Team talkSPORT were crowned champions after the William Hill Racing League reached a thrilling conclusion at Newcastle on Thursday.
Twelve teams did battle in the inaugural running of a competition that got under way at Gosforth Park six weeks ago – and had since taken in further Thursday evening fixtures at Doncaster, Windsor and two at Lingfield before returning to the north east for the finale.
Every race – restricted to a maximum of 12 runners – has carried a total value of £50,000, with 25 points awarded to the winner down to one point for the 10th-placed horse.
In addition to the £1.8million in prize-money up for grabs, a further £200,000 in bonuses was on offer, with £150,000 going to the triumphant Team talkSPORT, who topped the final table on 368.5 points.
Rupert Bell, who managed the winning team along with fellow broadcaster Alan Brazil, said: “I think it’s been fantastic.
“I’m the Pep Guardiola of the racing manager world – Alan Brazil had absolutely nothing to do with it!
“I’ve been at every meeting and well done to the trainers and all their staff. Fair play to them.”
Rupert’s brother Michael Bell was was one of four trainers who saddled runners for the Team talkSPORT along with Ed Dunlop, James Fanshawe and Roger Varian. Between them, the Newmarket handlers will divide a bonus of £60,000.
Bell added: “You can’t knock the stable staff getting £30,000 – that’s fantastic. There’ll be one hell of a party at Fitzroy House (Michael Bell’s yard) – I better get invited!”
The team’s riders, led by Jack Mitchell, will split £30,000, as will the yard staff of the trainers and the owners whose horses made up the winning squad.
Mitchell was also the leading rider over the course of the competition, with a final night double aboard the Fanshawe-trained pair of Second Slip (6-4 favourite) and Bonneval (13-8 favourite) – who was involved in a dead-heat – taking him to six winners overall.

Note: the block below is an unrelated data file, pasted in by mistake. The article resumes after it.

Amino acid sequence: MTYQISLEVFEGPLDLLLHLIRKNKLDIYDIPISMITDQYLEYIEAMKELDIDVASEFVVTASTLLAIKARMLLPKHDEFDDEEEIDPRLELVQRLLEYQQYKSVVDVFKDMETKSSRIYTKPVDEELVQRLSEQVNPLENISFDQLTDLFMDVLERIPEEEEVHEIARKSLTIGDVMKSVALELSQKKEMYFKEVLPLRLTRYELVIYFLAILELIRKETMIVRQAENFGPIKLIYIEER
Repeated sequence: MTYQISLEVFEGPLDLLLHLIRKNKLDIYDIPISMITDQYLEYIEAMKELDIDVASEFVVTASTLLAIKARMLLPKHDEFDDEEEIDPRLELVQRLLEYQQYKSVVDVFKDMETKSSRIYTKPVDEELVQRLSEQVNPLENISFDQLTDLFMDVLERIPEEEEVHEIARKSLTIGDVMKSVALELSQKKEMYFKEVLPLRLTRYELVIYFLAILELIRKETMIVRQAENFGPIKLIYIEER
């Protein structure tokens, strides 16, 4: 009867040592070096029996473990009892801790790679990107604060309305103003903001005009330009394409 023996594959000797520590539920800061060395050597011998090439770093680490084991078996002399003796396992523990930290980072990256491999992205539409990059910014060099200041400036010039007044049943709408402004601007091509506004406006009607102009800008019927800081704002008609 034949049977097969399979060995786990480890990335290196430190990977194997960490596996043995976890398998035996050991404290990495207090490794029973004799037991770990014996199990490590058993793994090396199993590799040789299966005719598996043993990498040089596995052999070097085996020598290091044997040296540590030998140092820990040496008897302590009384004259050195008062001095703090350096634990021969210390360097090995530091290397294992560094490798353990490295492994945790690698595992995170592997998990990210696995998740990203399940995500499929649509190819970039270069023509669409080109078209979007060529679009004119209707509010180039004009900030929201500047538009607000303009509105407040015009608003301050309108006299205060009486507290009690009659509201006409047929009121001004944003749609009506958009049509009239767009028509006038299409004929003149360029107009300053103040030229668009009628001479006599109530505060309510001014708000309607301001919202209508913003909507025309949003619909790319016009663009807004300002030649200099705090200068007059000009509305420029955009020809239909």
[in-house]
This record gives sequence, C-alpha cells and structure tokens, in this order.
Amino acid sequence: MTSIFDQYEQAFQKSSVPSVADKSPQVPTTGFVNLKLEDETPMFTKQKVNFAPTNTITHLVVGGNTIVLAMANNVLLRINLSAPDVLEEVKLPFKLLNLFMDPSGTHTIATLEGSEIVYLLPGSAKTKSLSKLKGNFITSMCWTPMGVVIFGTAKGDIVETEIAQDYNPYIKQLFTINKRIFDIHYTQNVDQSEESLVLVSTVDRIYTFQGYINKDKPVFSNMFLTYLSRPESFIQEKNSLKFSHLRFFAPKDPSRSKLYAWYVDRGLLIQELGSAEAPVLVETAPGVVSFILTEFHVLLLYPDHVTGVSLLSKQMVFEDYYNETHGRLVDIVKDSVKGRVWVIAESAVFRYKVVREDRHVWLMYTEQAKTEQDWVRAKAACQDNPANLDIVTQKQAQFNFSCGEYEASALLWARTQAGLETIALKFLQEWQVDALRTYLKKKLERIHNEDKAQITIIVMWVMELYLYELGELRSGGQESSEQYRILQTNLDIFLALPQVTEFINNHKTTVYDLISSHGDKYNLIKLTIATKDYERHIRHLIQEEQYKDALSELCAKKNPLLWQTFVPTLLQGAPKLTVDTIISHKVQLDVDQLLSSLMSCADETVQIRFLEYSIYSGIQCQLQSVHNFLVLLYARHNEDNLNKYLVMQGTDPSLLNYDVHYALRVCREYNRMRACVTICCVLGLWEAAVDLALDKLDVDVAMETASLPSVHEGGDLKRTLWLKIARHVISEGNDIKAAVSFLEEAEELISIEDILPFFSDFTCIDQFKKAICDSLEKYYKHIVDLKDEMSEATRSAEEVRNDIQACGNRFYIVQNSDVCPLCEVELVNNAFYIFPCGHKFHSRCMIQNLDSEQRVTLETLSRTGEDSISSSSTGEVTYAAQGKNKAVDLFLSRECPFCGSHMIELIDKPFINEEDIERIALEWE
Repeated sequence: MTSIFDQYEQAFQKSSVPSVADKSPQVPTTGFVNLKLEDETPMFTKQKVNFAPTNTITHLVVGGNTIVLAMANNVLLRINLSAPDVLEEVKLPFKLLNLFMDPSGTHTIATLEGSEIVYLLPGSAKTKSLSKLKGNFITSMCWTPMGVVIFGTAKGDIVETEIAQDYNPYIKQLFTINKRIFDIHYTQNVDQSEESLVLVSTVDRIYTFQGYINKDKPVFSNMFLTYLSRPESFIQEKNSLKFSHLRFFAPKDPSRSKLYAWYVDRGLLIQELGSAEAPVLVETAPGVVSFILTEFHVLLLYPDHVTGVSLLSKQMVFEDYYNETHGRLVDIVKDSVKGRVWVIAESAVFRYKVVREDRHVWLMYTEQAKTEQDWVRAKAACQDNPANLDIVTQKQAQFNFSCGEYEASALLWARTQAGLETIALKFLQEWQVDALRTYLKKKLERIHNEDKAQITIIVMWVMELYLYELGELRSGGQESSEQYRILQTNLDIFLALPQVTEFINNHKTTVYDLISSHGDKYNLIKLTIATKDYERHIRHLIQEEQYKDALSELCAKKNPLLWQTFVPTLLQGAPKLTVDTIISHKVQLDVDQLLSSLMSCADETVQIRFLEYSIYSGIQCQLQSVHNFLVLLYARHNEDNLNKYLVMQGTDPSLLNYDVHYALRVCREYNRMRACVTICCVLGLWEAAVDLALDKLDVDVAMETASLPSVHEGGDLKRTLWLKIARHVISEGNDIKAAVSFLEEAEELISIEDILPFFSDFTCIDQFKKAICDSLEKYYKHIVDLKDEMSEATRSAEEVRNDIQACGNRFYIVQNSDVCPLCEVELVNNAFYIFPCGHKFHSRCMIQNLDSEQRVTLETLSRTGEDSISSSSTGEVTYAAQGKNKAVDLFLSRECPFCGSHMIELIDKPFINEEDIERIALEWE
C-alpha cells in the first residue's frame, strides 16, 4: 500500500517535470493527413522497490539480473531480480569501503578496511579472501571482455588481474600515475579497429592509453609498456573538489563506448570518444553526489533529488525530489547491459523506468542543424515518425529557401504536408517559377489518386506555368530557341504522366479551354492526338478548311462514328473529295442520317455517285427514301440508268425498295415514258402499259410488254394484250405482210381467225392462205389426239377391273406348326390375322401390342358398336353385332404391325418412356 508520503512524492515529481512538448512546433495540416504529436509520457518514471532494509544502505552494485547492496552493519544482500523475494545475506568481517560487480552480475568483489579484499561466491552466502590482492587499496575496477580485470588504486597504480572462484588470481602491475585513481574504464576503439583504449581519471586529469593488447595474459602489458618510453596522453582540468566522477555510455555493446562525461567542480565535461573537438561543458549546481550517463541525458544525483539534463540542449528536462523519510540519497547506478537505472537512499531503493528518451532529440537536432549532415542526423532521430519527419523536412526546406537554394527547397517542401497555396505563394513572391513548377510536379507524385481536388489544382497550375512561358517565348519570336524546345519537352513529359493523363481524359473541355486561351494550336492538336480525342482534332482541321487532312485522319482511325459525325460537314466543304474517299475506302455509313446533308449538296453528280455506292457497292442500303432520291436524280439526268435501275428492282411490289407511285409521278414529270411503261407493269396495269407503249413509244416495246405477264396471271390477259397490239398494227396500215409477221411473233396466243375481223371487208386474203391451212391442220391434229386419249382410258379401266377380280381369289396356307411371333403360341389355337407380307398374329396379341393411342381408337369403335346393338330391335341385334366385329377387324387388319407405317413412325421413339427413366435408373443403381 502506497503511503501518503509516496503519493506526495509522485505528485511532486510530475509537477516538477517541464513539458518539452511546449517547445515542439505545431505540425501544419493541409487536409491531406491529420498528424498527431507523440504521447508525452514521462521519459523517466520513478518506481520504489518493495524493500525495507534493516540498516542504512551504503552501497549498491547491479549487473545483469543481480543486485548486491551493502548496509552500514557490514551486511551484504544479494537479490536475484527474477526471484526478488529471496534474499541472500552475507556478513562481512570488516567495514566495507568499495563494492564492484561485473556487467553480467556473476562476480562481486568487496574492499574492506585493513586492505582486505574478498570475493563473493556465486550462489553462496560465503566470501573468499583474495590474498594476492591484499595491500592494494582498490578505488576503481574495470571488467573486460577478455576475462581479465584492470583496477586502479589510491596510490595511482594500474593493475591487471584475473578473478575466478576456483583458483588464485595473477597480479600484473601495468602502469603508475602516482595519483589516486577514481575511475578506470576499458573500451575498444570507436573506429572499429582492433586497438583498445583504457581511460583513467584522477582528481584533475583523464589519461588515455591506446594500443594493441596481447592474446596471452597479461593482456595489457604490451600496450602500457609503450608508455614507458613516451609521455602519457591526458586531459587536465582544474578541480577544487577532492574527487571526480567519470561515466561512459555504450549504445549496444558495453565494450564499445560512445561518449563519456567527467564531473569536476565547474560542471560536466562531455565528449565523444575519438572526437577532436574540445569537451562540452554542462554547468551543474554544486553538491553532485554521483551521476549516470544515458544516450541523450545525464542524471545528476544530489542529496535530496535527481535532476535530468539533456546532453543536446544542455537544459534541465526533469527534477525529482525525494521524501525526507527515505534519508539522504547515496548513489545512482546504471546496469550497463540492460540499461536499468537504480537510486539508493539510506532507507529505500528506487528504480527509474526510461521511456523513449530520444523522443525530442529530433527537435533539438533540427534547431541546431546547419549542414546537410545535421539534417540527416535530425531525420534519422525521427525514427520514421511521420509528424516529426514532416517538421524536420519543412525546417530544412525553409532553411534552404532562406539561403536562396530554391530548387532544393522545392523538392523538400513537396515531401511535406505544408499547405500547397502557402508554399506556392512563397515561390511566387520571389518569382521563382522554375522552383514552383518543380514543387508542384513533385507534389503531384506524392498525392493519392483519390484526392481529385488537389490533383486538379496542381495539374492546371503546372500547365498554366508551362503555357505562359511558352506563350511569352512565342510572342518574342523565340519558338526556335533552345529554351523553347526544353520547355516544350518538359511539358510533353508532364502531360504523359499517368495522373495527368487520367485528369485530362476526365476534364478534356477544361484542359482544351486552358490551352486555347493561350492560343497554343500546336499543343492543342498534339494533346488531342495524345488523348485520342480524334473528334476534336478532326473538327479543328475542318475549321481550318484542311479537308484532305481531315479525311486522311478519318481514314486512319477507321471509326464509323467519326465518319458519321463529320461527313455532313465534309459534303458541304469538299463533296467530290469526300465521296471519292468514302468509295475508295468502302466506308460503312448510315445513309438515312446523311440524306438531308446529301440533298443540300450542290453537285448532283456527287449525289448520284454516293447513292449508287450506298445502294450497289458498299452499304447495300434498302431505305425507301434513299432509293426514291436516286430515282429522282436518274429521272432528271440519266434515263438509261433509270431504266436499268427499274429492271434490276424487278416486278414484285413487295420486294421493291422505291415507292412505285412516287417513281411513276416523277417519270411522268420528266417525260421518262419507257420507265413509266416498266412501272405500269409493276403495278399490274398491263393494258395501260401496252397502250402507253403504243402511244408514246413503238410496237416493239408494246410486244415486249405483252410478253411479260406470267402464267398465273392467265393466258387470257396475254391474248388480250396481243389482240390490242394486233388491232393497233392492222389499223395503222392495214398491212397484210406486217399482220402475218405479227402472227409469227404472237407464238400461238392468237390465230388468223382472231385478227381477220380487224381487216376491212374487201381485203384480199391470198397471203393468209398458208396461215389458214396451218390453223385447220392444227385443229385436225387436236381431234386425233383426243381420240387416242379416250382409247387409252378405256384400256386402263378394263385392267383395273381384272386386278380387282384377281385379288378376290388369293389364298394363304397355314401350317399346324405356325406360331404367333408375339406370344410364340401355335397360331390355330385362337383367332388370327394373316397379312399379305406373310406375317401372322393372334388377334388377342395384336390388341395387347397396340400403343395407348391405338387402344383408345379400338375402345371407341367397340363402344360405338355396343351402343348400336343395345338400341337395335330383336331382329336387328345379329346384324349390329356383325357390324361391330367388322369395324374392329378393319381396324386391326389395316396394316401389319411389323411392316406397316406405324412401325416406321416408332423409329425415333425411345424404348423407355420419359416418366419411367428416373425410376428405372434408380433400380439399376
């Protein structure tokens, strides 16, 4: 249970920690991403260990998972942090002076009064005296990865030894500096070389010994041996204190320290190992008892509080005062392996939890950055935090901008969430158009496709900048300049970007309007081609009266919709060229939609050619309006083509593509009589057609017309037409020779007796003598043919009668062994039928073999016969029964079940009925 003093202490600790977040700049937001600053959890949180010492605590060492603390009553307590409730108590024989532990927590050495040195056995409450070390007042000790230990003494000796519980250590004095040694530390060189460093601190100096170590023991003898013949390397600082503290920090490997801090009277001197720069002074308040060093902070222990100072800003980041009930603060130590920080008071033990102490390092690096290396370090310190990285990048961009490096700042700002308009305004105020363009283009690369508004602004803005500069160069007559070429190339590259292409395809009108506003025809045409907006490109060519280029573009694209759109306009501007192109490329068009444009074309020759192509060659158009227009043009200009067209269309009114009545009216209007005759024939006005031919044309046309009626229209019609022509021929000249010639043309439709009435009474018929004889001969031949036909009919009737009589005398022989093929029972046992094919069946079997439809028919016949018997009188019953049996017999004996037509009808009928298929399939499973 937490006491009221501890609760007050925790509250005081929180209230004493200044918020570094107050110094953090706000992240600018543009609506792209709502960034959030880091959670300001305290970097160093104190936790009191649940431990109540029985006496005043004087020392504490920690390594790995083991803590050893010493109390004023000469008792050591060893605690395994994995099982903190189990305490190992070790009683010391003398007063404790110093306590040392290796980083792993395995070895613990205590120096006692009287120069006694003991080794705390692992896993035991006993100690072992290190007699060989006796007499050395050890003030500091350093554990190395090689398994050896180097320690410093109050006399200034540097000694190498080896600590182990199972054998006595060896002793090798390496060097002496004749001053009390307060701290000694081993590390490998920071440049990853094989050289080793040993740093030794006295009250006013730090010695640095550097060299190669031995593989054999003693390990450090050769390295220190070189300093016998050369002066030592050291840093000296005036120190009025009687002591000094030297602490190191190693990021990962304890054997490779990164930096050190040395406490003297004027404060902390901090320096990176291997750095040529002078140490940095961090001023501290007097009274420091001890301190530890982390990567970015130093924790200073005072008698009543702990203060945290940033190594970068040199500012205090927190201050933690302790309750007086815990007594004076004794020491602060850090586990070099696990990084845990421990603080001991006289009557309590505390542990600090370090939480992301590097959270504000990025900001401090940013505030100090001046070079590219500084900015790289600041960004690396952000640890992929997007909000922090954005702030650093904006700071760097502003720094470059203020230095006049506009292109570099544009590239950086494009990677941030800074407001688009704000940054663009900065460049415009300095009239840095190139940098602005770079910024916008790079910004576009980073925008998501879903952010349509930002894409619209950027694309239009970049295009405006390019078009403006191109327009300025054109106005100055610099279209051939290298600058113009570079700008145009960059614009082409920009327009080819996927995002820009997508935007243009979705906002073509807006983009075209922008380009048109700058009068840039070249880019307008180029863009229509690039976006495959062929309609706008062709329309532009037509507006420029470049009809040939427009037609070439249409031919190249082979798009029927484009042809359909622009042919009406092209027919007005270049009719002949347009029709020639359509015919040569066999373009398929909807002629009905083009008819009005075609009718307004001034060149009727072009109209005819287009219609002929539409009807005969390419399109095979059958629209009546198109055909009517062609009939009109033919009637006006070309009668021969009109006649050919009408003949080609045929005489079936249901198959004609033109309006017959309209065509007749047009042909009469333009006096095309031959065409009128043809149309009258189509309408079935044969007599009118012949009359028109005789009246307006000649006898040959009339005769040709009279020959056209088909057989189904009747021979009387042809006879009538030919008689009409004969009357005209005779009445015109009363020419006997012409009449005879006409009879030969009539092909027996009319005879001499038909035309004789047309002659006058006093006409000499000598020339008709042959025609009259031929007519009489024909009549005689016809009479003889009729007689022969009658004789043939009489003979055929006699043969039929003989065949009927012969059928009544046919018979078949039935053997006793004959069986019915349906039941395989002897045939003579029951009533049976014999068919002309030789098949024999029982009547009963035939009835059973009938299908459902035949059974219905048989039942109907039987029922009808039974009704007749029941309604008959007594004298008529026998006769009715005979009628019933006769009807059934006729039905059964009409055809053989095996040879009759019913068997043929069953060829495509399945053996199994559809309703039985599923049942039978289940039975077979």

As well as splitting the £30,000 pot for the team’s riders, as top jockey Mitchell (276.5 points) earned a further £25,000.
He said: “It’s amazing – I’ve enjoyed every minute.
“It’s something new and great for these horses for this sort of prize-money.
“It’s not like F1 or the Premier League – the team table is changing all the time and it was exciting right until the end.
“I hope it’s got a few more people involved. I think the lads in the weighing room are trying to work out how many beers I can buy – there’s been beer orders, gin orders and champagne orders!
“I’ve had a lot great support from the trainers of the horses I’ve ridden.”
After a late charge, eToro Racing filled the runner-up spot in the team competition on 359.5 points.
Tim Easterby’s Delgrey Boy (11-1) dead-heated with Bonneval, while Strike Red was a clear-cut winner for Richard Fahey, who said: “I think it’s been good. It’s something different and we’ve had great fun with Tim and the team.
“I think a lot of people have enjoyed it and as the owner (of Strike Red) just said, he’s won over £50,000 with this horse here now, which he wouldn’t have done before.”
Team ThoroughBid (351 points), who began the night at the top of the league, ultimately had to make do with minor honours in third after drawing a blank in terms of winners.
Team Swish struck gold with the Clive Cox-trained and Saffie Osborne-ridden Tregony (14-1) and were best of the rest in fourth.
Despite two winners on the night courtesy of David O’Meara’s Firmament (20-1) and Paul Midgley’s Saluti (9-1) – both ridden by Paul Mulrennan – Team Arena finished 10th of 12 on 248 points.
Team manager Chris Dixon said: “Our weakness has been not being able to have enough runners, never mind winners.
“There’s things that they need to tweak to make the competition better. I get that some people don’t buy into the team concept, but I look at it from the point of view of owners and the prize-money is great.
“Firmament has been a great horse, but he’s not going to win that sort of money anywhere else anymore.
“And from a punting point of view, 10- and 12-runner races that are competitive is quite appealing when you spend a lot of your time looking at five- and six-runner races.”
Hayley Turner’s tally of 231 points saw her finish second on the jockeys’ table and land £15,000, with third-placed Saffie Osborne scooping £10,000.
Among those in attendance were 20-times champion National Hunt jockey Sir Anthony McCoy, who feels the competition has been a success.
He said: “I think it’s been very good for racing.
“Most importantly, it’s brought money into the sport that wouldn’t have been there before. That’s what it all comes down to in the end.
“I think it’s been a really good initiative. Hopefully it will continue and the next one will be better.
“Anything that can get different viewers and people talking about horse racing is a good thing.”